Hi Skint pals,
How was your weekend? I spent it in London, at the Write On Finance Blog Up, a meet up for UK personal finance and thrifty living bloggers across the UK, organised by Help Me to Save. What a great time I had, putting faces to names that I’ve been tweeting with for months .
More about that later, but first I want to share something that preoccupied me all the way home. While waiting on my return flight from Luton on Sunday evening I nipped into the airport Boots to get some snacks. At the fridges – there’s a whole wall of fridges – the shop assistant was scooping armfuls of sandwiches, salads etc into bin bags.
‘Isn’t the fridge stuff for sale any more?’ I asked.
‘You can still buy that food there’ – she pointed to a tiny section – ‘but all this stuff goes out of date today so I’m getting rid of it.’
It was 7pm. There were hundreds and hundreds of snacks in these binbags.
‘What do you do with them?’ I asked.
There really must have been about two hundred packs of sandwiches. Pals, I couldn’t keep my mouth shut. Seeing all this food getting loaded into binbags I said it was a waste to chuck them. The shop assistant agreed and said that Boots used to give the food to homeless charities (this food wasn’t out of date, remember), but that they stopped doing so because of health and safety. I’m assuming that means Boots don’t want to be held liable if someone gets ill from eating a freebie snack.
Whilst I understand the liability dilemma that Boots might face, I left the shop on Sunday night feeling that such food waste is plain wrong. If the food is still in date is there any more liability around giving it away than there is around selling it? And even if it’s considered too much hassle to take food to a local shelter, is it naive to suggest that Boots might even at least just give the sandwiches free to customers, or to delayed travellers at departure gates?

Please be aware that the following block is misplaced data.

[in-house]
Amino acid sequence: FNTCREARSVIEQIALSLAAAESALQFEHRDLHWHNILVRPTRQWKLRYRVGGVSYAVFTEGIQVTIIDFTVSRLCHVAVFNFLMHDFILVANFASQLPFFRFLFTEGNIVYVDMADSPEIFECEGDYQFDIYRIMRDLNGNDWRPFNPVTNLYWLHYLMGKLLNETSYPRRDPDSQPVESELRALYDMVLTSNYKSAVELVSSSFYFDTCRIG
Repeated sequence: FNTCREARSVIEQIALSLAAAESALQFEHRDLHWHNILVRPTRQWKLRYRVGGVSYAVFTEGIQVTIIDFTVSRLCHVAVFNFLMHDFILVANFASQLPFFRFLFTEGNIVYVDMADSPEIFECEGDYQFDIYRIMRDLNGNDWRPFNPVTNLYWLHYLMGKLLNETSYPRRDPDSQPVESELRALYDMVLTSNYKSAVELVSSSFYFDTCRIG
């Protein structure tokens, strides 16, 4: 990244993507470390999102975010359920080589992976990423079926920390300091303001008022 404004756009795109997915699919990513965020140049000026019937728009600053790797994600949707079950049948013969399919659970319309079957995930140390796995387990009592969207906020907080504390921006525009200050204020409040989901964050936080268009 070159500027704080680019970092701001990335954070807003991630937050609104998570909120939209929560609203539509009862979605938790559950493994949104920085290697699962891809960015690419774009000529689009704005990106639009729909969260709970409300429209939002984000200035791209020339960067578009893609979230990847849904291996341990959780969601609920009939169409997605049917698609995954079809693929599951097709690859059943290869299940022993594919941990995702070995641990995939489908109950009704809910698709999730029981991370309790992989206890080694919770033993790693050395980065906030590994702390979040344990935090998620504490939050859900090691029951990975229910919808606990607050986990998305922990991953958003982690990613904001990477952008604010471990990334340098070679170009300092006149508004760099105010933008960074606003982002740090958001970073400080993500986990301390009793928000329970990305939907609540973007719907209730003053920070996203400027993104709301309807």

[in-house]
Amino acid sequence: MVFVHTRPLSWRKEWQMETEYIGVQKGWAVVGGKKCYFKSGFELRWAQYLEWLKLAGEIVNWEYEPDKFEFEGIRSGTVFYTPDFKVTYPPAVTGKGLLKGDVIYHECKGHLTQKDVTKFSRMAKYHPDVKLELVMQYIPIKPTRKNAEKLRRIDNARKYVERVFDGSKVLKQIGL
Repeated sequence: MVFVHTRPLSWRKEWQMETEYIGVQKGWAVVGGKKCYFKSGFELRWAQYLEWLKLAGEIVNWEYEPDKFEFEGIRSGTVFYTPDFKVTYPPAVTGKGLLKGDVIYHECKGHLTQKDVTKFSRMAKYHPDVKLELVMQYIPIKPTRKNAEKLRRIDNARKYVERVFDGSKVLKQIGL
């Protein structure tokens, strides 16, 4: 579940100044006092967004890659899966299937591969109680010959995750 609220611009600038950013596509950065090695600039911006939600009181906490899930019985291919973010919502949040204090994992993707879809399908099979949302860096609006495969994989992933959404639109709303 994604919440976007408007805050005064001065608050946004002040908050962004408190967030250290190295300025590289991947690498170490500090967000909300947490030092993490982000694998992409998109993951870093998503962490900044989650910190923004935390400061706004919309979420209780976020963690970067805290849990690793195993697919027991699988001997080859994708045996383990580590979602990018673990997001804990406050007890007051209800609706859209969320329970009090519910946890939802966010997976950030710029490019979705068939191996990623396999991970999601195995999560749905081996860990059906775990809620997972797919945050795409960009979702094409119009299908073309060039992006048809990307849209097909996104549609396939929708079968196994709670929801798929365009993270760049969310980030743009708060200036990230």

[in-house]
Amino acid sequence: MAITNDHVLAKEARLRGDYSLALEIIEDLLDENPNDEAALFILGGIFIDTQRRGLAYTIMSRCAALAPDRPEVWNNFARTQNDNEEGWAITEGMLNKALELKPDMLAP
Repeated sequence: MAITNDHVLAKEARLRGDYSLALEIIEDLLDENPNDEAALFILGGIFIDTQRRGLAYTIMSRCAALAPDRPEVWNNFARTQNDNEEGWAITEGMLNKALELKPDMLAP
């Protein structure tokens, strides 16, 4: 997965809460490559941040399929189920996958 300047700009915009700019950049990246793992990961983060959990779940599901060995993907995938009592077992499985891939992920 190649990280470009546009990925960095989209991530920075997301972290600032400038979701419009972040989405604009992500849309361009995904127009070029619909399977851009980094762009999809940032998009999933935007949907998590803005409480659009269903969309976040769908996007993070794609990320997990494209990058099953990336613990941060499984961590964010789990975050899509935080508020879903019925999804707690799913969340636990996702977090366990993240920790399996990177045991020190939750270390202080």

I like Boots. It’s one of the few high street stores that I’d really miss if it closed, and their Advantage Card is most generous loyalty card I’ve found. But to see such a blatant waste of food at a time when so many people are struggling doesn’t sit well with me.
It got me thinking about all of the hundreds of stores getting rid of food every evening. Where does it all go? And how could it be put to better use? One of the bloggers that I met at the weekend was Viviana of The Lean Times, who blogs all her thrifty meals each week. Perhaps with all the talk over the weekend about looking after our cash I was especially tuned into that, but I do think such waste would trouble me at any time. The Love Food Hate Waste campaign is great on how we can reduce food waste and gives some cracking tips for what to do with surplus food.
What do you think folks? Am I getting hot and bothered over nothing? What do you think about food getting binned at the end of every working day? Any ideas on how it could be better used? Maybe we can share our ideas with Boots.